Judaism does not have one answer rather several interpretations to the moment of ensoulment.  According to Jewish law, an unborn fetus, a still-birth baby or any child under the age of 30 days is not required to have a formal burial ceremony and the mother is not supposed to mourn. A funeral is seen as a ritual to ease the community and society and the unborn or very young baby is  not seen as had enough of a social influence in its community to require such a ceremony.

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Catholic memorial in the USA for babies who die before birth or under 1-year-old.

Christian and Catholic beliefs into ensoulment is a complex one and is often intertwined with the discussion on abortion.  From my understanding, burial is an accepted practice and in some regions even encouraged.

Muslims believe that the ensoulment occurs around four months.  If a fetus was aborted before this time, the body should be buried but not preyed upon.  If the fetus has recognizable human features or has been given a name, formal burial rituals should be performed.

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Babies’ Grave section in Germany cemetery for miscarried and still-born babies

The place of burial is more flexible.  There are cemeteries that have a special area for perinatal and very young children.  It can  be buried at home in the yard or a local forest if allowed by law.  Choose a rock or a special tombstone to mark the spot.   A poem or prayer can be spoken to mark the occasion. It is up to the parents to decide what is best for them.

Mourning

I believe in the need to mourn the loss of the unborn baby.  Each woman’s grief is different.  A woman may grieve the loss of a baby or the fact that she is no longer pregnant.  She may feel guilty that her body betrayed her and she was unable to protect her child.  Fear that her thoughts and emotions caused the baby to want to leave.  Worry that she may never be able to have a family.  Each woman experiences a different kind of shock, sadness, anger, frustration, etc. for a different length of time.

In a quick poll taken of over 60 women who lost an unborn child, the mourning time was very variant with no statistically significant difference between the time frames.  A woman may not feel the need to mourn, may mourn  a week or a month, while some woman may mourn for years or never stop grieving the loss.

Most women find me online while searching the web looking for answers as to why they miscarried or using the search terms the spiritual meaning of miscarriages .  I have learned that if I conduct a miscarriage reading immediately after miscarriage, the client is too emotional to hear and embrace the message of the miscarriage.  Therefore it has become my policy to allow the women time to mourn the loss of her unborn child.  I often allow for around a month after the birth, which is based on Jewish mourning period for one’s child.   At times I feel that the mother’s mourning time is less and schedule the waiting time accordingly.  Once the woman has overcome her grief, she is  prepared to comprehend the message from her unborn soul and the spiritual cause of the miscarriage.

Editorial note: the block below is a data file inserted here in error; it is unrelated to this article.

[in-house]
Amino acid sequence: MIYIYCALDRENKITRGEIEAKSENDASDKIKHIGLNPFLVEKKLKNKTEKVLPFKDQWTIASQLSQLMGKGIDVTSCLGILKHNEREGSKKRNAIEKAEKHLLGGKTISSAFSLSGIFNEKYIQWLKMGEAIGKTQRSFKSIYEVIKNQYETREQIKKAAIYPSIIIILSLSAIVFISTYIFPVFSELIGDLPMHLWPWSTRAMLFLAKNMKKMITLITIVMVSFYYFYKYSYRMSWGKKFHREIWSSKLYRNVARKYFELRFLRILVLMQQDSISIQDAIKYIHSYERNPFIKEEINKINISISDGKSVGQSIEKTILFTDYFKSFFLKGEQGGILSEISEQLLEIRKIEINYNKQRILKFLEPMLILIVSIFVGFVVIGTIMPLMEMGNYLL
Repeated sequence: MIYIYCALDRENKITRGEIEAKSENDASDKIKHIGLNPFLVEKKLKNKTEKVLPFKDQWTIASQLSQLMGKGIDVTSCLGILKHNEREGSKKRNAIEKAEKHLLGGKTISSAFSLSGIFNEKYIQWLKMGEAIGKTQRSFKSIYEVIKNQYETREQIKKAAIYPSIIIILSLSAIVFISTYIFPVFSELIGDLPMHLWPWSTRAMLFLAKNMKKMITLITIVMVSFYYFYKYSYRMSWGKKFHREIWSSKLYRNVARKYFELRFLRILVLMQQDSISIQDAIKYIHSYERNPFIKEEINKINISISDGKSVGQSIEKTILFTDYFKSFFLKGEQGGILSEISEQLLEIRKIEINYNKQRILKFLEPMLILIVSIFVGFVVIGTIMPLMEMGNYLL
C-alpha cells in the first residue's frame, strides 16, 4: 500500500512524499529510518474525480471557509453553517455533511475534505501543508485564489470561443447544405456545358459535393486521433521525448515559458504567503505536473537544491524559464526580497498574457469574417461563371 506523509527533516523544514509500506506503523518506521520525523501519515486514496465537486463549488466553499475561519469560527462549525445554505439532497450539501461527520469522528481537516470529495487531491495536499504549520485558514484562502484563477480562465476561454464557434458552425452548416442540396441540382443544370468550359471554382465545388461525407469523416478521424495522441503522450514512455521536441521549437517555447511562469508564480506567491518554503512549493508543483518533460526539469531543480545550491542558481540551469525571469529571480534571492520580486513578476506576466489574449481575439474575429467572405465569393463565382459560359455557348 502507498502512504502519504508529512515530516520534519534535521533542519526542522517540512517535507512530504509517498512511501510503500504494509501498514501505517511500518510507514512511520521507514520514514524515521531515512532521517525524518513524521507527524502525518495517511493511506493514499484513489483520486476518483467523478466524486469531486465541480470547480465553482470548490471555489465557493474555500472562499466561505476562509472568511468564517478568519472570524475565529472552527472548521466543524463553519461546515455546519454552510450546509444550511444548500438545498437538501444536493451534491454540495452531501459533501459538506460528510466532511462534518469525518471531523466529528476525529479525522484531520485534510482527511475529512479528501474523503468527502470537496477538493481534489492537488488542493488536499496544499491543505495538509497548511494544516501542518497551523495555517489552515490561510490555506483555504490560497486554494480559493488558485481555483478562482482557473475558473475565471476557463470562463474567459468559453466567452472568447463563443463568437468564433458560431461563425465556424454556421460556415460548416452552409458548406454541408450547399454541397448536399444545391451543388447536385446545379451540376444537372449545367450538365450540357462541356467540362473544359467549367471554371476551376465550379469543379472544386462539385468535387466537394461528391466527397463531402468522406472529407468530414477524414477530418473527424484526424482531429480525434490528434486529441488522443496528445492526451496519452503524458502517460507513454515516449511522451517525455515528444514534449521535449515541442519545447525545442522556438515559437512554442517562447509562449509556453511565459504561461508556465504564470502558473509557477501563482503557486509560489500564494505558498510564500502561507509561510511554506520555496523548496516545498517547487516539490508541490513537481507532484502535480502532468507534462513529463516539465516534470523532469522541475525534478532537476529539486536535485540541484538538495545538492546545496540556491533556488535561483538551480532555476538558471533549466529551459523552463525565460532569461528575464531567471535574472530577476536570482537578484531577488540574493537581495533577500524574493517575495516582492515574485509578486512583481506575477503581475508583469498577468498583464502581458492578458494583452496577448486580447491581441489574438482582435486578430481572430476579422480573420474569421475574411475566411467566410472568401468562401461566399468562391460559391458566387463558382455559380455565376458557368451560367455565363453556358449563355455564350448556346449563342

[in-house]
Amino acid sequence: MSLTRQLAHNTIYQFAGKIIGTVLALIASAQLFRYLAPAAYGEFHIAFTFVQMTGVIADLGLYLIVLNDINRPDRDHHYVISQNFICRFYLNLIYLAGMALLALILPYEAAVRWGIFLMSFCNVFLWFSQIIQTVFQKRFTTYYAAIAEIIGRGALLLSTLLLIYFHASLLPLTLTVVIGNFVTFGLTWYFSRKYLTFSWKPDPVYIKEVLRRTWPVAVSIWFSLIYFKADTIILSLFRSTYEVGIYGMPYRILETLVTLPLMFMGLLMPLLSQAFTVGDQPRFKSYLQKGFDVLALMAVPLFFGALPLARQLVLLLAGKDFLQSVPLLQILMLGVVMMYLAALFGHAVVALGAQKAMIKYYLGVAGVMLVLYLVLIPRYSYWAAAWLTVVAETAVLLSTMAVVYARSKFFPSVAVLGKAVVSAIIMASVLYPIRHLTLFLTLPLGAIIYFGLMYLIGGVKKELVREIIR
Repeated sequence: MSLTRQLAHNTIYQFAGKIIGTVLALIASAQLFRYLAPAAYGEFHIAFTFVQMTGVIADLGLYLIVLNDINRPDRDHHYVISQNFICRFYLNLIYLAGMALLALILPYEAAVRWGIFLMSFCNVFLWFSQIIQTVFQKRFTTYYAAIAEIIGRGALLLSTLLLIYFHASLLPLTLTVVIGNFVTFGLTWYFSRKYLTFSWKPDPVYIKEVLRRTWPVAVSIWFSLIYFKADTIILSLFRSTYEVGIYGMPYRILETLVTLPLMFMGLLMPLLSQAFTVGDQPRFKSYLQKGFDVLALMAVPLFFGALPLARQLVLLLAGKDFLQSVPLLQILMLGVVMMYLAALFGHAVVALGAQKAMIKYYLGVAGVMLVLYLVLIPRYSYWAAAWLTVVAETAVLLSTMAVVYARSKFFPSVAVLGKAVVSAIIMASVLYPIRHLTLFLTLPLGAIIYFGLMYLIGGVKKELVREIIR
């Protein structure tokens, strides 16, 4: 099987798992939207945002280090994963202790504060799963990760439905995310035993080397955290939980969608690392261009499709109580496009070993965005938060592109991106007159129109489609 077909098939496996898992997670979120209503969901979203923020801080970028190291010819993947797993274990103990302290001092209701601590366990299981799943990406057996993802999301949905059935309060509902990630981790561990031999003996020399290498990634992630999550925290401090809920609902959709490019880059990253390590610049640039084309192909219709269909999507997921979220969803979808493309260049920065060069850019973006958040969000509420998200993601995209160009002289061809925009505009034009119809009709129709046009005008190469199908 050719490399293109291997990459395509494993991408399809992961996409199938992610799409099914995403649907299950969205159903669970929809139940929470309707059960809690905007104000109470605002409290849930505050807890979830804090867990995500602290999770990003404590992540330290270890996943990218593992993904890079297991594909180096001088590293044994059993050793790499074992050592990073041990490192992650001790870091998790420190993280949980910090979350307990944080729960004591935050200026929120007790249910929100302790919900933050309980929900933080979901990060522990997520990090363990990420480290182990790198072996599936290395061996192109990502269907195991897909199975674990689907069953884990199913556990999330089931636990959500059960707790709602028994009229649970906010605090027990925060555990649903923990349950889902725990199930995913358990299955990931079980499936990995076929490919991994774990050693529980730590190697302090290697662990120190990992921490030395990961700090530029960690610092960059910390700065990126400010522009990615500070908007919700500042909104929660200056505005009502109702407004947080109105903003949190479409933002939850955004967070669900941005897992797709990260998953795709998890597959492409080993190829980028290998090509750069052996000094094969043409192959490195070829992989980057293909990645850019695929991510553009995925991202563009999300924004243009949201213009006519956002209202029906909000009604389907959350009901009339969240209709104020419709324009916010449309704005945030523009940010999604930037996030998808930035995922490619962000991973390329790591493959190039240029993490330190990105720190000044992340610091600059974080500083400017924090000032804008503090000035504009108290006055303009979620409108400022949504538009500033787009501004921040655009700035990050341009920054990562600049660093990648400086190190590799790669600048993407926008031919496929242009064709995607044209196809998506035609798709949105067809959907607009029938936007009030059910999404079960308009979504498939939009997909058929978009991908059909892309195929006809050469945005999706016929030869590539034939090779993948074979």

The emotional and physical reactions to a miscarriage is very individual for each woman, parents and family.  Without religious and national laws and customs, many women feel even more confused and unsure of what to do after the loss.  In most instances, parents are not aware of their burial rights or feel that they can take time off to mourn.  It is my belief that during this period it is important time for the woman to be true to their feelings.  To take as much time off that she may need to grieve in order to allow her at some point to be able to be fully functional again.

* I am not an expert in any religious customs or beliefs.

Sources: 
Austrialia, Department of Health. (2017, August), What happens after the miscarriage, Retrieved from https://www.pregnancybirthbaby.org.au.
Canada, Babycenter. (2012, March). Understanding Late Miscarriage. Retrieved fromwww.babycenter.ca
Goddard, Jonathan. (2015, Sept. 12) What should be done wih the remains of miscarried fetuses? Retrieved from www.vice.com
Green, Emma. (2016, May 14). State-Mandated Mourning for Aborted Fetuses. Retrieved from htwww.theatlantic.com
Israel. Itim. קבורת תינוקות ונפלים. Retrieved from www.itim.org.il.
Milgram, Goldie Rabbi. Jewish Miscarriage Ritual. Retrieved from www.reclaimingjudaism.org.
New Zealand. Miscarriage Support Auckland Inc. Grief Issues Special to Miscarriage. Retrieved from www.miscarriagesupport.org.nz
Nufti, Iman. Rules And Regulations Of Miscarriage. Retrieved from imammufti.com
Pearson, Catherine. (2016, November 1). Some States Are Trying To Force Women To Have Funerals For Fetuses. Retrived from www.huffingtonpost.com 
 Swoyer, Alex. (2018, July 18). Challenge to Texas’ fetus burial law could provide first abortion test for new Supreme Court. Retreived from www.washingtontimes.com 
Twerskzin, Feige Rebbetzin. (2002, May 4) Pregnancy and Loss. Retrieved from www.aish.com
United Kingdom, Miscarriage Association. After the Miscarriage.  \Retrieved from www.miscarriageassociation.org.uk
Emotional Aftermath of Miscarriage. Retrieved from www.parents.com